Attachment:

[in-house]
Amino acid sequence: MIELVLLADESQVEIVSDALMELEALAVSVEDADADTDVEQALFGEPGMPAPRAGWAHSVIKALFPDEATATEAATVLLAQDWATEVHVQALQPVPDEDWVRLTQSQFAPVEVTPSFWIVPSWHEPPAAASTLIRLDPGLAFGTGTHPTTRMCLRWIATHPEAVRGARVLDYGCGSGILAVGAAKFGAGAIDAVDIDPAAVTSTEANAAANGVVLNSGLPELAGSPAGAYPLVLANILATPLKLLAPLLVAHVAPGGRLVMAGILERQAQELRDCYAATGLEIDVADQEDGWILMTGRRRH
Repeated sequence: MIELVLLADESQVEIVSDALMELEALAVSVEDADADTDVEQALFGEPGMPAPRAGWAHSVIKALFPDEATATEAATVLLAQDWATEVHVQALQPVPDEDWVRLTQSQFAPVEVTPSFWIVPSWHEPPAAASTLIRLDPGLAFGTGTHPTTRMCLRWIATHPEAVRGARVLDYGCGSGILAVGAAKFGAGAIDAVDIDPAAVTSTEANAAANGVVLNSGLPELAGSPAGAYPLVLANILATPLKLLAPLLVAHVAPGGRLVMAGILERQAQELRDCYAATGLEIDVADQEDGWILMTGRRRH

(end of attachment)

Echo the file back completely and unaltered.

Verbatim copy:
[in-house]
Amino acid sequence: MIELVLLADESQVEIVSDALMELEALAVSVEDADADTDVEQALFGEPGMPAPRAGWAHSVIKALFPDEATATEAATVLLAQDWATEVHVQALQPVPDEDWVRLTQSQFAPVEVTPSFWIVPSWHEPPAAASTLIRLDPGLAFGTGTHPTTRMCLRWIATHPEAVRGARVLDYGCGSGILAVGAAKFGAGAIDAVDIDPAAVTSTEANAAANGVVLNSGLPELAGSPAGAYPLVLANILATPLKLLAPLLVAHVAPGGRLVMAGILERQAQELRDCYAATGLEIDVADQEDGWILMTGRRRH
Repeated sequence: MIELVLLADESQVEIVSDALMELEALAVSVEDADADTDVEQALFGEPGMPAPRAGWAHSVIKALFPDEATATEAATVLLAQDWATEVHVQALQPVPDEDWVRLTQSQFAPVEVTPSFWIVPSWHEPPAAASTLIRLDPGLAFGTGTHPTTRMCLRWIATHPEAVRGARVLDYGCGSGILAVGAAKFGAGAIDAVDIDPAAVTSTEANAAANGVVLNSGLPELAGSPAGAYPLVLANILATPLKLLAPLLVAHVAPGGRLVMAGILERQAQELRDCYAATGLEIDVADQEDGWILMTGRRRH